I know that over the years I have walked past many Beverly Gray books in antique stores and used book stores. Until I read John Axe's book All About Collecting Girls Series Books, I had no idea what I was missing. The Beverly Gray books are fun and enjoyable. I am enjoying the various arcs that the various volumes present. I feel like I am reading a continuing story. The books follow one another, and they read best in order.
Saying that, I will confess that I have only read three of the titles so far. I started with World's Fair, and I was a little lost initially. Obviously these girls have been together for a while, and their various male friends also have been around before. I felt that I was coming into the middle of the story. Since I didn't have the earlier titles, which chronicled Beverly's college years and her move to New York, I continued along. By the end of the story, despite the lack of background information, I was hooked.
I wanted to know more about Beverly. Would her book be published? Would she really go on the Cruise? And where does the money come from to allow her to travel around the world on the Susabella? I wanted to know, so I continued with the next title.
Beverly Gray on a World Cruise officially begins the adventures of the Susabella passengers as they embark on an around the World cruise. The young men and women embark from New York with their chaperon, and we are quickly thrown into many adventures. Passengers go overboard, half of a mysterious treasure map fall into the travelers hands, and a mysterious Count with questionable motives follows the travelers.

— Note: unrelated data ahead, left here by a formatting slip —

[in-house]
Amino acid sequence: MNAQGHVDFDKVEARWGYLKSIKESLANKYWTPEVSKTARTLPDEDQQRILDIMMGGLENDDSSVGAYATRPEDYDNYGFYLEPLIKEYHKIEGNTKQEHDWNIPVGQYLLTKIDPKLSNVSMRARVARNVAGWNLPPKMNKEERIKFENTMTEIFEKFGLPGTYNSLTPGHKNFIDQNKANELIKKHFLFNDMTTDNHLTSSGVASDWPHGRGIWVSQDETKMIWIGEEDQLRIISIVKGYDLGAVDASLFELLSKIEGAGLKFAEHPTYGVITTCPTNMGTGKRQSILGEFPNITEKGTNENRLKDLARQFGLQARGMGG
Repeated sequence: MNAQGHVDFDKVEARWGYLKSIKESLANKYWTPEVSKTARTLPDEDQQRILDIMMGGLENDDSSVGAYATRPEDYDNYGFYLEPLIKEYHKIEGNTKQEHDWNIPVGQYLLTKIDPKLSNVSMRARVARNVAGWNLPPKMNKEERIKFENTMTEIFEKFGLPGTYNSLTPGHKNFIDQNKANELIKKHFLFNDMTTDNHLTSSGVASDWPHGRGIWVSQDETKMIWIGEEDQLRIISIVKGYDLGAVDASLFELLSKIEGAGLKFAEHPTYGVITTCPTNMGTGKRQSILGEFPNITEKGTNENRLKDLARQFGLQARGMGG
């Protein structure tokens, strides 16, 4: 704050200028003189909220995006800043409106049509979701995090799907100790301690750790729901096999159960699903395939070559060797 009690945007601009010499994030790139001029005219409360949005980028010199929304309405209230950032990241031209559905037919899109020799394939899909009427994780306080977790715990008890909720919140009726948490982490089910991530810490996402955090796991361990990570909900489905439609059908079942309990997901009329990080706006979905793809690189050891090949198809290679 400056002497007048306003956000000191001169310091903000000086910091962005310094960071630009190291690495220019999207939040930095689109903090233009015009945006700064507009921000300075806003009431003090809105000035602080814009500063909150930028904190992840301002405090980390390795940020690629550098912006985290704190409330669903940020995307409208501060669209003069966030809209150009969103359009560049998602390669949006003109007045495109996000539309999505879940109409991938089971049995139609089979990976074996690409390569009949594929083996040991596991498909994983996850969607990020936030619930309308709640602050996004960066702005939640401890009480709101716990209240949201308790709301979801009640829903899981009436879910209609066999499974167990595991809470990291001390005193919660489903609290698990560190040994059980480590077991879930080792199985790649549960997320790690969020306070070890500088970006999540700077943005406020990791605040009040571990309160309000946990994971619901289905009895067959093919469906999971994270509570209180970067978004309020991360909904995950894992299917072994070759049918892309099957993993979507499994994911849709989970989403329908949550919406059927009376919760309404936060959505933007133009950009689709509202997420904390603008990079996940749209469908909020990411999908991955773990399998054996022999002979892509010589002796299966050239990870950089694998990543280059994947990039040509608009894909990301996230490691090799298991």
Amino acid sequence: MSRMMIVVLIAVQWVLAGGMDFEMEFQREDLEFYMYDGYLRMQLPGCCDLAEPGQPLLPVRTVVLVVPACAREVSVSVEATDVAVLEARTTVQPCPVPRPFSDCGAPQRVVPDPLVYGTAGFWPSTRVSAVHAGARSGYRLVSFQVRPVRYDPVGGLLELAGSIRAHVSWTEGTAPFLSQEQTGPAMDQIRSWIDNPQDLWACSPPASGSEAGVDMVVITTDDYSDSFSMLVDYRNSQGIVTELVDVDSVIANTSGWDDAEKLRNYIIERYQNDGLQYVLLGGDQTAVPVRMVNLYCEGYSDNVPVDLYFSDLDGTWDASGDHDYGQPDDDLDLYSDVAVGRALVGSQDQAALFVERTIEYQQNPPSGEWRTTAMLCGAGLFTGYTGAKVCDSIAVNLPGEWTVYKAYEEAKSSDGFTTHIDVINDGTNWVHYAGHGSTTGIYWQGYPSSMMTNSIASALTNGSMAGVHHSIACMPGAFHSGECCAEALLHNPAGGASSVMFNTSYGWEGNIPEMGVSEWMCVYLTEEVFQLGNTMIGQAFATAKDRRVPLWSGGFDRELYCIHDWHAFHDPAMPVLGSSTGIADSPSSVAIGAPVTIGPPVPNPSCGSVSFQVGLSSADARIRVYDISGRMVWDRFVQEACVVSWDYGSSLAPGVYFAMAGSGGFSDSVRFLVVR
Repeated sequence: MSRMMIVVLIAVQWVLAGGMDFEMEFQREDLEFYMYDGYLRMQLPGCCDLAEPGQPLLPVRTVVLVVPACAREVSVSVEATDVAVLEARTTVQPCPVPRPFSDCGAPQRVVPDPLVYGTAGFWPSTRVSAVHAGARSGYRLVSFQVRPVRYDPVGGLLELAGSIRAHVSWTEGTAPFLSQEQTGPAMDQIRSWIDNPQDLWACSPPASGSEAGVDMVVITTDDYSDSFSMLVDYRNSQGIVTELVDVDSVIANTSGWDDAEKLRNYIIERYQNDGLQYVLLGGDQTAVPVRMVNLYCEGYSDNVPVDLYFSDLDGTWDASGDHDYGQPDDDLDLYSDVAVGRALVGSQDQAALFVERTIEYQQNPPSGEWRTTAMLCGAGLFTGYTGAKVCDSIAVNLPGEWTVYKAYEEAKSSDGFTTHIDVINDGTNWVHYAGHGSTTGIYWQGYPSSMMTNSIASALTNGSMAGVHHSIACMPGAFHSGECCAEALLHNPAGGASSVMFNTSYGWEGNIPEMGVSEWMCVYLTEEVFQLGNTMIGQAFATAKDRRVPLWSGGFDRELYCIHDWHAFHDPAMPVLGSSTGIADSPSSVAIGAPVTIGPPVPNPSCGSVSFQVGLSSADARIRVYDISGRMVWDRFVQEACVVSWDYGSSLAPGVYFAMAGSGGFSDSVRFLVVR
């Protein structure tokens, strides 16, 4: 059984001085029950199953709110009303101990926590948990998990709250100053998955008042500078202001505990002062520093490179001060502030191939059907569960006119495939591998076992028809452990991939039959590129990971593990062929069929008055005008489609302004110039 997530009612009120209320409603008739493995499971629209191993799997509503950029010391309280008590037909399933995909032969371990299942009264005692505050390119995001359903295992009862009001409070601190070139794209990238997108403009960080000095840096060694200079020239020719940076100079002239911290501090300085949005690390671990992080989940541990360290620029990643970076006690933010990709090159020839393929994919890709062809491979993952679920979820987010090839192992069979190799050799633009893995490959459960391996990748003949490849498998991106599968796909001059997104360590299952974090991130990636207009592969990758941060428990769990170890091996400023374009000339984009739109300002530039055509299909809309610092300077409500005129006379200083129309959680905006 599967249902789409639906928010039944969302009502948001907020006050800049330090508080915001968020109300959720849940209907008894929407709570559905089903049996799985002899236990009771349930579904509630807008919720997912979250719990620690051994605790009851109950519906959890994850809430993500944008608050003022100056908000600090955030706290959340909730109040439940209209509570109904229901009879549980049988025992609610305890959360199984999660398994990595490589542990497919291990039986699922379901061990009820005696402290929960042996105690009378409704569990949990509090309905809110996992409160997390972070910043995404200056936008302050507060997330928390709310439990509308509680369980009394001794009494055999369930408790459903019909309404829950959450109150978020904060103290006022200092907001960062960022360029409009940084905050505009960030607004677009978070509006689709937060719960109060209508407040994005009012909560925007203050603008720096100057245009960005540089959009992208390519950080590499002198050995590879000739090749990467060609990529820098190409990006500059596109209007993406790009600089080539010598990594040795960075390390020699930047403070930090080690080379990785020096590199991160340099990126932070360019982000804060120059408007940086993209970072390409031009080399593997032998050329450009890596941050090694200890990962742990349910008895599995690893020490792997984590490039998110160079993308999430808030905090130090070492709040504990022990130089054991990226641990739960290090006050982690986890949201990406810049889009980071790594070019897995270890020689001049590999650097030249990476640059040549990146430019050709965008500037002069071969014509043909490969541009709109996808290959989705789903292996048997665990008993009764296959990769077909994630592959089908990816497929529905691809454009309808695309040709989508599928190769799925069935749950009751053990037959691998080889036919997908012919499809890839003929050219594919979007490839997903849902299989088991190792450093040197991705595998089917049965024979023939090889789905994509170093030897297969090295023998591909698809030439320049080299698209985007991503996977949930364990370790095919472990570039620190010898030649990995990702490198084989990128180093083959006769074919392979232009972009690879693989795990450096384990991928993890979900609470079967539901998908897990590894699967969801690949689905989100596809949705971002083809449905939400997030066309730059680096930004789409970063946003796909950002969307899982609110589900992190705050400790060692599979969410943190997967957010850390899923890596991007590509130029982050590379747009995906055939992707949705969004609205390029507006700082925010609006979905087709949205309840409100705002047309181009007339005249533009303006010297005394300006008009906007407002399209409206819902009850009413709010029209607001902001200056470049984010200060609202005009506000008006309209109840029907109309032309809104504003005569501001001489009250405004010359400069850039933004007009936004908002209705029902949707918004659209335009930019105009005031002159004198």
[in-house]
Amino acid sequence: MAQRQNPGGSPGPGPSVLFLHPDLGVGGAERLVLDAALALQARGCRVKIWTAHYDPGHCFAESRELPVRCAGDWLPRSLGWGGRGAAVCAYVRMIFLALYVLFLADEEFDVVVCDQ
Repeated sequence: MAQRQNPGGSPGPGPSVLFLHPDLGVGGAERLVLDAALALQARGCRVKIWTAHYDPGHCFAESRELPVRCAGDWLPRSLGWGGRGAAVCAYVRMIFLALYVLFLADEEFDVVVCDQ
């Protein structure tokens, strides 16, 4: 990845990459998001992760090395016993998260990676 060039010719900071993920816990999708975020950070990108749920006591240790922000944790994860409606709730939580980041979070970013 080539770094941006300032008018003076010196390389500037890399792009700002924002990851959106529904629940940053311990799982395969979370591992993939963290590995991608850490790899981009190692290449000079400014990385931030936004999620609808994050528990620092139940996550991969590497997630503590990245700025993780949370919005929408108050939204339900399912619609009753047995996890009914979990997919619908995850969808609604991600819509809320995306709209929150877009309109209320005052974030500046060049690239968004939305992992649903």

I am halfway through the World Cruise story arc, having completed the second volume, Beverly Gray in the Orient. They are shanghaied by pirates, the mysterious Count continues to pursue them, and they are slowly becoming aware that the treasure map is going to lead them on more adventures. I am very much enjoying the storyline, and the various romances that are developing in the story.
There is something to be said for books that build from one volume to the next. Many series books are individual stories that use the same characters in each of its volumes. Series like Beverly Gray use continuing story lines to their advantage. Judy Bolton stories are another series that come to mind that build from story to story. When I finish the next two titles, Beverly Gray on a Treasure Hunt and Beverly Gray's Return, I'll give more feedback. If you haven't read these books, grab a copy!